Trojan Infects eBay Third-Party Developer Auctiva
By Ina Steiner
Auctiva immediately took the infected servers out of rotation, wiped the Operating Software on those servers, and reloaded them and put them back online around 3 pm on Saturday, according to Schlicht.
However, users attempting to visit the site continued to receive a pop-up warning as late as Sunday evening. The advisory was issued by Google, which must review the site before it will remove the warning. As a result, some sellers who use Auctiva Checkout are reporting that buyers are unable to pay for items. There was no announcement about the issue from eBay as of Sunday evening.
Auctiva confirmed that they posted the following message on the company's community boards earlier in the day on Sunday:
Update - Our engineering team is still investigating this situation but, at this point, it appears the reason these virus alert warnings started showing up on our site is because some of our machines were injected with malware originating in China. The malware we believe to be at fault has also hit a number of other high profile websites over the past 6 months.
If our current suspicions about what happened are correct, we know some things we can do to prevent this from happening again, but some additional investigation will be required before we reach a conclusive determination.
The affected machines are no longer in our rotation so it is currently safe to navigate the Auctiva website, however, if you did visit our site between Thursday evening and Saturday afternoon at about 2 PM PT, as a precautionary measure, we recommend taking the following actions to ensure that your computers are not infected:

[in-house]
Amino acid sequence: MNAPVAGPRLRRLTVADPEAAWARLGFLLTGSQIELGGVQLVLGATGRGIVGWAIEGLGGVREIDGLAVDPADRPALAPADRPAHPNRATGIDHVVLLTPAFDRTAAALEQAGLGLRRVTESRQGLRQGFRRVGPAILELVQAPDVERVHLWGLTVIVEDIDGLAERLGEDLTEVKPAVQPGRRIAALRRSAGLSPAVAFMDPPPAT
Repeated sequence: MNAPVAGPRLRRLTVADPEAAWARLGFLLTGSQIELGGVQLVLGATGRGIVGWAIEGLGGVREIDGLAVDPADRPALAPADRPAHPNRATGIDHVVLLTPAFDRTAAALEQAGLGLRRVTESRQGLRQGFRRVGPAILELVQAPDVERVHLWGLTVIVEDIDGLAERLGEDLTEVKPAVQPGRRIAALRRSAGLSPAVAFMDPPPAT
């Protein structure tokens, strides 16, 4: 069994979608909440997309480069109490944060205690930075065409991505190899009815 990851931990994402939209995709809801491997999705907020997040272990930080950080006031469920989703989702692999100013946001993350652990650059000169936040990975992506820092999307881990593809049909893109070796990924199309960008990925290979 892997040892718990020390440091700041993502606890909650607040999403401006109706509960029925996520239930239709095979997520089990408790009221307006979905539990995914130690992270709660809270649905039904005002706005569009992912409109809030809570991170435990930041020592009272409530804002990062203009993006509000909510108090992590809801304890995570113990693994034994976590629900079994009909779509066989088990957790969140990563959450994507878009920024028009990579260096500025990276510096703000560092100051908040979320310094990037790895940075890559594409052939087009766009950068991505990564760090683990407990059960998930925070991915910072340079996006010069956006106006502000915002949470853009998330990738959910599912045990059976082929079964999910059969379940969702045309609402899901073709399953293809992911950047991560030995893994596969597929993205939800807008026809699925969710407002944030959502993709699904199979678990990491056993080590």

1) Clear your browser cache, delete ALL temporary internet files, and restart your browser.
2) If using a Windows machine, make sure you are updated with all the current Microsoft updates and patches.
3) Make sure you are running some reputable antivirus software (AVG is available for free at http://free.avg.com and is known to catch this malware)
4) Use the Firefox browser if possible, as it has been shown to be less susceptible to this sort of malware than Internet Explorer.
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About the author:
Ina Steiner is co-founder and Editor of EcommerceBytes and has been reporting on ecommerce since 1999. She's a widely cited authority on marketplace selling and is author of "Turn eBay Data Into Dollars" (McGraw-Hill 2006). Her blog was featured in the book, "Blogging Heroes" (Wiley 2008). Follow her on Twitter at @ecommercebytes and send news tips to email@example.com.
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